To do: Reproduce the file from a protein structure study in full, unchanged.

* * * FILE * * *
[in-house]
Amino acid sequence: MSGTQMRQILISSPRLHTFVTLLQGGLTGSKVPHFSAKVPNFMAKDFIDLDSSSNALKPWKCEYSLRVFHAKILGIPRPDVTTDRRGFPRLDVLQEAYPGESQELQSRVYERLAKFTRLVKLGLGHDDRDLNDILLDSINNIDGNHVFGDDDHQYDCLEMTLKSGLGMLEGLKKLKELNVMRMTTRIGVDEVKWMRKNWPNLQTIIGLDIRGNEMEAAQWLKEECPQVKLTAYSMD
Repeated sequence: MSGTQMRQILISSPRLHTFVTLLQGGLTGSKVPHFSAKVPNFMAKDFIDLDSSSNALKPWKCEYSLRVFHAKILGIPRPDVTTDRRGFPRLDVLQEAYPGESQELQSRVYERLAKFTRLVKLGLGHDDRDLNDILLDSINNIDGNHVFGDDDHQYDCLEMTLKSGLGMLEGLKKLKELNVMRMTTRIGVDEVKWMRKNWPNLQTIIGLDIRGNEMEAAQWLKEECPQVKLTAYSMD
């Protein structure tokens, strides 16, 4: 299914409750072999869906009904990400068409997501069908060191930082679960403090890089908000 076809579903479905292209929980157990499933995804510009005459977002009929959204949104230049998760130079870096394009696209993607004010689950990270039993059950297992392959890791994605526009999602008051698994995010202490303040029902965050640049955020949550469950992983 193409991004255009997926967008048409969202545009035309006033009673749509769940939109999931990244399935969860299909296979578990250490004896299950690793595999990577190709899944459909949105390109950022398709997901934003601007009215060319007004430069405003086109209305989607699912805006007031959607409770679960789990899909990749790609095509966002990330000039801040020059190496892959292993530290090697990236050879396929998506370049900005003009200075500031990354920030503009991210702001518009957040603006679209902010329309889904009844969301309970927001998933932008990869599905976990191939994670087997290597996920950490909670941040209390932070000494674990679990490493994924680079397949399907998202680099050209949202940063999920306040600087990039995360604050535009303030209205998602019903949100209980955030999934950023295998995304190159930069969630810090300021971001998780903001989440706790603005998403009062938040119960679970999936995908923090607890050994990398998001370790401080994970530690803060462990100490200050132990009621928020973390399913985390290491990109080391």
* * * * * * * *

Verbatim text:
[in-house]
Amino acid sequence: MSGTQMRQILISSPRLHTFVTLLQGGLTGSKVPHFSAKVPNFMAKDFIDLDSSSNALKPWKCEYSLRVFHAKILGIPRPDVTTDRRGFPRLDVLQEAYPGESQELQSRVYERLAKFTRLVKLGLGHDDRDLNDILLDSINNIDGNHVFGDDDHQYDCLEMTLKSGLGMLEGLKKLKELNVMRMTTRIGVDEVKWMRKNWPNLQTIIGLDIRGNEMEAAQWLKEECPQVKLTAYSMD
Repeated sequence: MSGTQMRQILISSPRLHTFVTLLQGGLTGSKVPHFSAKVPNFMAKDFIDLDSSSNALKPWKCEYSLRVFHAKILGIPRPDVTTDRRGFPRLDVLQEAYPGESQELQSRVYERLAKFTRLVKLGLGHDDRDLNDILLDSINNIDGNHVFGDDDHQYDCLEMTLKSGLGMLEGLKKLKELNVMRMTTRIGVDEVKWMRKNWPNLQTIIGLDIRGNEMEAAQWLKEECPQVKLTAYSMD
């Protein structure tokens, strides 16, 4: 299914409750072999869906009904990400068409997501069908060191930082679960403090890089908000 076809579903479905292209929980157990499933995804510009005459977002009929959204949104230049998760130079870096394009696209993607004010689950990270039993059950297992392959890791994605526009999602008051698994995010202490303040029902965050640049955020949550469950992983 193409991004255009997926967008048409969202545009035309006033009673749509769940939109999931990244399935969860299909296979578990250490004896299950690793595999990577190709899944459909949105390109950022398709997901934003601007009215060319007004430069405003086109209305989607699912805006007031959607409770679960789990899909990749790609095509966002990330000039801040020059190496892959292993530290090697990236050879396929998506370049900005003009200075500031990354920030503009991210702001518009957040603006679209902010329309889904009844969301309970927001998933932008990869599905976990191939994670087997290597996920950490909670941040209390932070000494674990679990490493994924680079397949399907998202680099050209949202940063999920306040600087990039995360604050535009303030209205998602019903949100209980955030999934950023295998995304190159930069969630810090300021971001998780903001989440706790603005998403009062938040119960679970999936995908923090607890050994990398998001370790401080994970530690803060462990100490200050132990009621928020973390399913985390290491990109080391």